Nothing controversial about Afridi’s statement: Waqar Younis


KOLKATA: Pakistan coach Waqar Younis has thrown his weight under-fire skipper Shahid Afridi after ‘Boom Boom’ said his side received more love in India than back home.

“There was a bit of a controversy yesterday,“ Younis said in reference to Afridi’s comment at a press conference at the Eden Gardens here on Tuesday.

“But I think it is a controversy over nothing, I could not find anything controversial. I told the boys, ‘Leave it, we have come to play cricket, we should focus on cricket.’”

At his first interaction with the media on Sunday morning after arriving in India the night before, Afridi had taken great pains to convince Indian journalists that as cricketers, his team loved playing in India, “because of the love we get in India.”

“Let me say we are more loved here than in Pakistan… I have not enjoyed playing anywhere as much as I have in India,” the skipper had said.

The comment stirred the proverbial hornet’s nest in Pakistan and goaded Javed Mianadad to flay him saying, “Shame on you.”

Afridi was conspicuous his absence from practice and the media briefing on Tuesday, but coach Younis said he was feeling a bit under the weather.

“He was not well in the morning, and we felt it was better for home rest in the hotel than come out and practice in the heat,” Younis said.

Afridi was since declared fit for Pakistan’s opening clash against Bangladesh while paceman Mohammad Sami was rule out after failing to recover from a foot injury.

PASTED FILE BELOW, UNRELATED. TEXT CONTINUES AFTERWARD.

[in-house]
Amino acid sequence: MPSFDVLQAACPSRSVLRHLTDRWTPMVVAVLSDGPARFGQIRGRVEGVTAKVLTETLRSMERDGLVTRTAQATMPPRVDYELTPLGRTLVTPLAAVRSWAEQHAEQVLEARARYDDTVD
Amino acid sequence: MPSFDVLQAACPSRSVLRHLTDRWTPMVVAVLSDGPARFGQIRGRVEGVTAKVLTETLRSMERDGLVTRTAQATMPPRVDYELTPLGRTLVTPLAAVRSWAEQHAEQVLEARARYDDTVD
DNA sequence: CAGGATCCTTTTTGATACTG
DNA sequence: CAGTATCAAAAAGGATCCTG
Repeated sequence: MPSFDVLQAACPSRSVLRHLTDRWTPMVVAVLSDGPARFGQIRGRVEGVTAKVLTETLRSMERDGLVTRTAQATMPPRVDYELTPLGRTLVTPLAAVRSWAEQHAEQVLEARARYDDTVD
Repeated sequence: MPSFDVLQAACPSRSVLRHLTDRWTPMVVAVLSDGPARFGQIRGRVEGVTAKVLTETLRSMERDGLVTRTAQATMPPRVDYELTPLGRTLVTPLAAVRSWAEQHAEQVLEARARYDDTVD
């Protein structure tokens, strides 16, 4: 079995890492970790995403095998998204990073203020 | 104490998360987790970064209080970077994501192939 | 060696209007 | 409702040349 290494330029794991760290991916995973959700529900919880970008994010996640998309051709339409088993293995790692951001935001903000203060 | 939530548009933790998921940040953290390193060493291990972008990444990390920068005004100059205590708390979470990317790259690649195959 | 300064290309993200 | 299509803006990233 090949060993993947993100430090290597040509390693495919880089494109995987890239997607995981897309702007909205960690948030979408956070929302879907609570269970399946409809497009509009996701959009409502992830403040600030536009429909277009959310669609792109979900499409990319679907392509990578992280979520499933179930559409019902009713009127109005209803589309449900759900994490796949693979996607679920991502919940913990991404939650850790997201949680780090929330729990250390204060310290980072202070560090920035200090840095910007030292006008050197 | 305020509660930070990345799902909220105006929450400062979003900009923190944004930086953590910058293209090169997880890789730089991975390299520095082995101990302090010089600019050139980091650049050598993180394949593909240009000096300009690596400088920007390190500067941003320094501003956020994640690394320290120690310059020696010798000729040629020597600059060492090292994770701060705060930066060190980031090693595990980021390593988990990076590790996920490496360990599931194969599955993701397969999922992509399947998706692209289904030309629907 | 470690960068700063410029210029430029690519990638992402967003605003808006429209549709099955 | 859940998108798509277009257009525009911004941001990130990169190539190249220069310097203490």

Pakistan’s chances

Younis said he did not believe there were any “favourites” in T20.

“If you look back, no champion was considered favourites; India, us or Sri Lanka, but they won.”

In his book, the field was open and everyone had an equal chance to lift the trophy – even Pakistan.

He also downplayed the sway that Bangladesh have had over his pupils in the shorter formats of cricket in the past one year.

“They are playing really good cricket, have been a good side, and we respect them,” he replied when journalists asked him to rate his team’s chances against Bangladesh.

“But this is the big stage. We are confident we will play good cricket.”

Bangladesh had whitewashed Pakistan 3-0 in an ODI series as well as in the one-off T20 played last May at home. They also beat Afridi’s team in the Asia Cup earlier this year.

Pakistan have, however, won three games on the trot since then – against UAE and Sri Lanka in the Asia Cup and against the Lankans in a warm-up match at the Eden on Monday.

Younis said conditions were “different” in Bangladesh – the scene of all three Pakistan defeats at the hands of Mashrafe Bin Mortaza’s team.

“[But] Conditions don’t matter if you are playing well,” he said, perhaps referring to the last three wins.

The coach also did not seem too perturbed by Afridi’s jaded form; the skipper had scored a duck in the warm-up match and leaked 40 runs in his allotted four overs.

“He is just one match away from hitting form,” Younis said.

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